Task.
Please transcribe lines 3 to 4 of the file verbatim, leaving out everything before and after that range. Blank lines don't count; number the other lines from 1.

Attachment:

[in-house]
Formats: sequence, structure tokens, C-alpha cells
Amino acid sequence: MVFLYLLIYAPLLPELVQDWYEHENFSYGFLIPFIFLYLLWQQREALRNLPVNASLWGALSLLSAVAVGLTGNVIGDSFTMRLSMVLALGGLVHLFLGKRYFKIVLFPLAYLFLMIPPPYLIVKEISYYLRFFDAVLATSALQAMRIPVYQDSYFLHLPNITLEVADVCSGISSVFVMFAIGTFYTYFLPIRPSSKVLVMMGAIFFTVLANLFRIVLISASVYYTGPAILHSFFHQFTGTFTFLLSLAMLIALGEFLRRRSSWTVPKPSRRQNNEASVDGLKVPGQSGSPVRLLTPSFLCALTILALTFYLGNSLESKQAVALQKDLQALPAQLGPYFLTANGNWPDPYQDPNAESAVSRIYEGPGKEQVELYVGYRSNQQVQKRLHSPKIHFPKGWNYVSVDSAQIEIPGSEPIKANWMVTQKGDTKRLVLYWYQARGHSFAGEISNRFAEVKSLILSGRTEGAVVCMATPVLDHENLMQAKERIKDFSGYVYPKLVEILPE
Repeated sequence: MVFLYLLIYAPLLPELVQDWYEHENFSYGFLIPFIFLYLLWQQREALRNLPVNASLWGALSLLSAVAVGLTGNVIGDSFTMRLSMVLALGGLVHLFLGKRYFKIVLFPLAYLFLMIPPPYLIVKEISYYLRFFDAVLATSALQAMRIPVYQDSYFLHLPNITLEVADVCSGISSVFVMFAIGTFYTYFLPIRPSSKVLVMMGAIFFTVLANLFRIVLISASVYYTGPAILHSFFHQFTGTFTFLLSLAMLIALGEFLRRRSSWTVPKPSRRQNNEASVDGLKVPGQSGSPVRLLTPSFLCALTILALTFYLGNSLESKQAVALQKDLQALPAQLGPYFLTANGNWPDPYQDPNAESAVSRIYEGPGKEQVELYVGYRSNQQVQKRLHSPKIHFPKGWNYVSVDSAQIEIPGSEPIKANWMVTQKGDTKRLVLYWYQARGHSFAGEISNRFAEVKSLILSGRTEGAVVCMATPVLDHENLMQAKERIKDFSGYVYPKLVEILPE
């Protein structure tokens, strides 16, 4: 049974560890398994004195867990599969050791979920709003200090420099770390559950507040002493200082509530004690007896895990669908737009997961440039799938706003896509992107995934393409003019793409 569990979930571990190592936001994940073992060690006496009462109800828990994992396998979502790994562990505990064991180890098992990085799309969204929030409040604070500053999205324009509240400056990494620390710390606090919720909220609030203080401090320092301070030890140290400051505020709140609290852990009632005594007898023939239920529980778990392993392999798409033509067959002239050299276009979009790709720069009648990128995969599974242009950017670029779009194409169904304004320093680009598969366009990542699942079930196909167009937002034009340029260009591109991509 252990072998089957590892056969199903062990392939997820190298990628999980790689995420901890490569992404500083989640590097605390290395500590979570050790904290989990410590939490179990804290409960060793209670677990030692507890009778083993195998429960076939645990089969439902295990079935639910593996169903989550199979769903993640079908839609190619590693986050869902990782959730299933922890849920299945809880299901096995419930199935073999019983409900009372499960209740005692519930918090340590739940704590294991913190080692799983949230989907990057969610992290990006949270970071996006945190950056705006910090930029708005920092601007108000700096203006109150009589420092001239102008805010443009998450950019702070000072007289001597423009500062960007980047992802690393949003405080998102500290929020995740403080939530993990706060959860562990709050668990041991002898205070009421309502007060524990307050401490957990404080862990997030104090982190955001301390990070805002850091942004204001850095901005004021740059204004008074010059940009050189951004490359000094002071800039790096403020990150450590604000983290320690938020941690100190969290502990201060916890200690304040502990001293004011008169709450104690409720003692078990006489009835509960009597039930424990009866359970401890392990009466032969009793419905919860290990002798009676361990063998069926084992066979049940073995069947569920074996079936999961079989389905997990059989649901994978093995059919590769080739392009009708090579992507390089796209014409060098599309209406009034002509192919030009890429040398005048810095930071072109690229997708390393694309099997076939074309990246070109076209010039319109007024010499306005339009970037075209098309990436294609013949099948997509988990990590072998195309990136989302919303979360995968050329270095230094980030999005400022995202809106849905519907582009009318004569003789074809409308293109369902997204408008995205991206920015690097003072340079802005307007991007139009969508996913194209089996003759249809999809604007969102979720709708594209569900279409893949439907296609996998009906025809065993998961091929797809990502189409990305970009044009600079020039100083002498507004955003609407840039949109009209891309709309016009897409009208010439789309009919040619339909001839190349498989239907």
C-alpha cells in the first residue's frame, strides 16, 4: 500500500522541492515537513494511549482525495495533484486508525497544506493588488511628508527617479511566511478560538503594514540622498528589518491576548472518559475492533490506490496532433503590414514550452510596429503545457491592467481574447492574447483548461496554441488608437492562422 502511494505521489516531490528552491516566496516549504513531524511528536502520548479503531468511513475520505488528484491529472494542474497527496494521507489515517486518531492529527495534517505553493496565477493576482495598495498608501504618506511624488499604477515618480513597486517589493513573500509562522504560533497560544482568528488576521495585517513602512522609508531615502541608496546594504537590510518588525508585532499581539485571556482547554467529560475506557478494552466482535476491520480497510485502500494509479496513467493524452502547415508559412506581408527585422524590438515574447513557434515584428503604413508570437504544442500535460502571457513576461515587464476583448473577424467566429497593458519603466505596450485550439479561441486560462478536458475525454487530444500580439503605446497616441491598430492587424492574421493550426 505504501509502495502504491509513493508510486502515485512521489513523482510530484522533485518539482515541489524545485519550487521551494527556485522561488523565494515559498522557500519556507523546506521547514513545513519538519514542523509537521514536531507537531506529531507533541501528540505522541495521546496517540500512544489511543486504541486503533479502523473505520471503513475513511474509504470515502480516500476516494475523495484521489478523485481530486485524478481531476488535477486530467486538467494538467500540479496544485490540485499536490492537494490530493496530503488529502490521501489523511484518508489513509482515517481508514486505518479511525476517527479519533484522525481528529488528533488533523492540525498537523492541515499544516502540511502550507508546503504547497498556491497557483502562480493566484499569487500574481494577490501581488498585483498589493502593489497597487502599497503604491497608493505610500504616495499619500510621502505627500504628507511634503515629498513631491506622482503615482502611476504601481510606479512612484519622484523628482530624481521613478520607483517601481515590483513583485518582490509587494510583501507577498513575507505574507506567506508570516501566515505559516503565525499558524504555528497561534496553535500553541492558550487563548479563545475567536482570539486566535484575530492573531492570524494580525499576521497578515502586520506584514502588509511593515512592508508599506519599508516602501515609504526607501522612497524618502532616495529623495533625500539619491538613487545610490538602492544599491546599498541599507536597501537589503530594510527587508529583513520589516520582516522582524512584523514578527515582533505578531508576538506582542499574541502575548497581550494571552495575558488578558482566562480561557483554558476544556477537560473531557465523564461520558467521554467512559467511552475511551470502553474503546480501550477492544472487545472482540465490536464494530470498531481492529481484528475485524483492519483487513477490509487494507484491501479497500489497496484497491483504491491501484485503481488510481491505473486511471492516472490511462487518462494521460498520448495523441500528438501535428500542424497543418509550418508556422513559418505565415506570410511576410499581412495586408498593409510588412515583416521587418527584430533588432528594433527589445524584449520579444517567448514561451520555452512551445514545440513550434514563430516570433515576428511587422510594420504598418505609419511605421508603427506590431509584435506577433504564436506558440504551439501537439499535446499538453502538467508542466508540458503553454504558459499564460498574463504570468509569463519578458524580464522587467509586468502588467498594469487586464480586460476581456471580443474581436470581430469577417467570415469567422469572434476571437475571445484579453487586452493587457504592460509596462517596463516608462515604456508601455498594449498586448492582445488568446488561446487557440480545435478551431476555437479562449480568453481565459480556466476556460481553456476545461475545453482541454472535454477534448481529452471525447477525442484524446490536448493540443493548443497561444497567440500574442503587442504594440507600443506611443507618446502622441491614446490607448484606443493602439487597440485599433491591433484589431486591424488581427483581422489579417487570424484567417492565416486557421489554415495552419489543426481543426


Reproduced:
Amino acid sequence: MVFLYLLIYAPLLPELVQDWYEHENFSYGFLIPFIFLYLLWQQREALRNLPVNASLWGALSLLSAVAVGLTGNVIGDSFTMRLSMVLALGGLVHLFLGKRYFKIVLFPLAYLFLMIPPPYLIVKEISYYLRFFDAVLATSALQAMRIPVYQDSYFLHLPNITLEVADVCSGISSVFVMFAIGTFYTYFLPIRPSSKVLVMMGAIFFTVLANLFRIVLISASVYYTGPAILHSFFHQFTGTFTFLLSLAMLIALGEFLRRRSSWTVPKPSRRQNNEASVDGLKVPGQSGSPVRLLTPSFLCALTILALTFYLGNSLESKQAVALQKDLQALPAQLGPYFLTANGNWPDPYQDPNAESAVSRIYEGPGKEQVELYVGYRSNQQVQKRLHSPKIHFPKGWNYVSVDSAQIEIPGSEPIKANWMVTQKGDTKRLVLYWYQARGHSFAGEISNRFAEVKSLILSGRTEGAVVCMATPVLDHENLMQAKERIKDFSGYVYPKLVEILPE
Repeated sequence: MVFLYLLIYAPLLPELVQDWYEHENFSYGFLIPFIFLYLLWQQREALRNLPVNASLWGALSLLSAVAVGLTGNVIGDSFTMRLSMVLALGGLVHLFLGKRYFKIVLFPLAYLFLMIPPPYLIVKEISYYLRFFDAVLATSALQAMRIPVYQDSYFLHLPNITLEVADVCSGISSVFVMFAIGTFYTYFLPIRPSSKVLVMMGAIFFTVLANLFRIVLISASVYYTGPAILHSFFHQFTGTFTFLLSLAMLIALGEFLRRRSSWTVPKPSRRQNNEASVDGLKVPGQSGSPVRLLTPSFLCALTILALTFYLGNSLESKQAVALQKDLQALPAQLGPYFLTANGNWPDPYQDPNAESAVSRIYEGPGKEQVELYVGYRSNQQVQKRLHSPKIHFPKGWNYVSVDSAQIEIPGSEPIKANWMVTQKGDTKRLVLYWYQARGHSFAGEISNRFAEVKSLILSGRTEGAVVCMATPVLDHENLMQAKERIKDFSGYVYPKLVEILPE